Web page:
Image courtesy of JMU Athletics Communications
By Bennett Conlin
JMU faced Weber State, Delaware, and Richmond this season. All three of those teams were expected to be big tests, but they instead played without their starting quarterbacks and sputtered offensively.
The Dukes mostly avoided strong signal callers this season, often facing backup quarterbacks or average CAA quarterbacks. Saturday afternoon, they’ll face a stud quarterback.
Cole Kelley, the veteran quarterback for Southeastern Louisiana (SELA), will be the best quarterback to face the Dukes this season. Kelley is the real deal.
Standing at 6-feet-7-inches tall, the 260-pound Kelley is an imposing quarterback. He can run (480 rushing yards and 16 touchdowns) and throw (4,727 passing yards and 42 touchdowns). The former four-star recruit and Arkansas quarterback won the 2020 Walter Payton Award, given to the best player in the FCS.
He’s dynamic, and JMU’s defense will need its best to limit Kelley’s success.
Good against good
SELA averages 47.2 points per game, the best mark in the country.
Five players have at least five receiving touchdowns, as SELA spreads it around the offense well. The pass is the team’s focus, as the Lions find most of their yards through the air. SELA mixes in the run well when needed.
SELA’s offense is fantastic.
It’s also worth noting the Lions haven’t played a gauntlet of defensive teams. Every FCS opponent on SELA’s regular season schedule ranked 65th or worst in the FCS in total defense. Total defense (yards allowed per game) isn’t an advanced defensive metric by any means, but the basic stats say SELA beat up on bad defenses.
So is SELA’s offense even good? Or does SELA just benefit from playing bad defenses?
The answer is clear, in my opinion. SELA’s offense is really, really good. ESPN’s SP+ metric has SELA’s offense as the best in the FCS. Yes, even better than Eastern Washington’s offense.
Don’t overlook SELA’s attack because of the schedule.
That doesn’t mean the Lions will score 47 points Saturday, though. JMU’s defense ranks second in total defense, and the Dukes are stacked with defensive talent. SP+ says JMU’s defense ranks 18th at the FCS level. I’d argue that’s low, although JMU has benefited from playing some subpar offenses.
Regardless, JMU has one of the better defenses in the FCS. It’s a defensive unit that’s much better than those SELA typically faces.
Saturday’s game will be a battle between an elite defense (JMU) and an elite offense (SELA). The Dukes have had occasional issues in the secondary, but the team’s defensive line often disrupts opposing passers. Can JMU and the defensive line keep SELA under 30 points or will the Lions pick on the Dukes’ secondary and score 30+?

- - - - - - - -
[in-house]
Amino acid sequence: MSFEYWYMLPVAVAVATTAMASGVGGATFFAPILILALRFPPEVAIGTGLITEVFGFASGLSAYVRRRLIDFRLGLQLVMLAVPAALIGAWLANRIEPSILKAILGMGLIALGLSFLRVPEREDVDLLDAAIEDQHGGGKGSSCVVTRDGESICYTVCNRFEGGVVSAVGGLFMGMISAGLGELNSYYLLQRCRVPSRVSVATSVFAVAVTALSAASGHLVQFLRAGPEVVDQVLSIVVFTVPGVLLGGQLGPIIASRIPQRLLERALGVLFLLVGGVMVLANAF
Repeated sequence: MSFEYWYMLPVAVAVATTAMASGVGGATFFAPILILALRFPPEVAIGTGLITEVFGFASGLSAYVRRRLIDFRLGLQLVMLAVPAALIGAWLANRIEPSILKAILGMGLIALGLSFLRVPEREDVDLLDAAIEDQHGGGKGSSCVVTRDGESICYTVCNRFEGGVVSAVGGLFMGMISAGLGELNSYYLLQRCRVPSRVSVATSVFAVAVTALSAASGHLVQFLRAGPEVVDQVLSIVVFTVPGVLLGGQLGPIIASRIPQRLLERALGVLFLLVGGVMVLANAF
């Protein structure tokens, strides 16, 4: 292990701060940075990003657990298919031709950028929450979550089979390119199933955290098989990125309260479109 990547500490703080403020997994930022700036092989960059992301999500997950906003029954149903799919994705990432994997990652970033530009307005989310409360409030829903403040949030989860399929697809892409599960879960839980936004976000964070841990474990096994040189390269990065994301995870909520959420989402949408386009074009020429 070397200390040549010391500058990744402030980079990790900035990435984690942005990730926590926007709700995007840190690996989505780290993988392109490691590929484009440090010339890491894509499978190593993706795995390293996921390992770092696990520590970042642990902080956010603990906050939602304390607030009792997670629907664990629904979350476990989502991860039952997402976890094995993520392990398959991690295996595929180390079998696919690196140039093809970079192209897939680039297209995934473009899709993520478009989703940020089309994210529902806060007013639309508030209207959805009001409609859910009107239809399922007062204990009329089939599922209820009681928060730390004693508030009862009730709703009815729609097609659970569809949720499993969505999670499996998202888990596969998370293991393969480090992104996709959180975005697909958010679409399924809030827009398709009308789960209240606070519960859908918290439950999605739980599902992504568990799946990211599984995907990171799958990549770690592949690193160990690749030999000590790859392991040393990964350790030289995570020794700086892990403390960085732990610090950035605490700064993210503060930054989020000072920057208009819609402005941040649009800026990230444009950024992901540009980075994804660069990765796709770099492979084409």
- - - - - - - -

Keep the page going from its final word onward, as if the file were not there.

JMU’s offense is the difference
JMU’s defense is strong. SELA’s offense is strong. That’s easy enough to understand.
On the other side of the ball, however, JMU holds a massive edge. SP+ ranks JMU’s offense 11th in the FCS. SELA’s defense ranks 111th.
In three losses this season, SELA allowed 48.3 points per game. The Lions hung close in their three losses (all came by three points), but the defense let them down.
JMU quarterback Cole Johnson presents a major matchup problem for SELA, which allows the third-most passing yards of any FCS program. The Lions, who struggle to generate stops, have to go on the road and stop wide receivers Antwane Wells Jr. and Kris Thornton? That seems unlikely. The receiving duo has combined for 136 receptions, 1,890 yards, and 22 touchdowns.
Between Johnson and the receivers, the Dukes hold a major edge when they have the football. JMU should go into Saturday with the goal of scoring 50 points. It’s possible, given JMU’s various offensive weapons.
The Dukes’ offense gives JMU a clear edge Saturday.
The bottom line
Led by a potent offense, SELA has a really good football team. The Lions score in bunches, and their quarterback is arguably the best player in the country.
JMU should still be favored. The Dukes are a more complete football team, with game-changing players on offense AND defense. It doesn’t hurt to have the most reliable kicker in the country, either.
Saturday’s game is not a guaranteed victory by any means, which makes sense given it’s the playoffs, but the Dukes are good enough to win by double digits if they play well.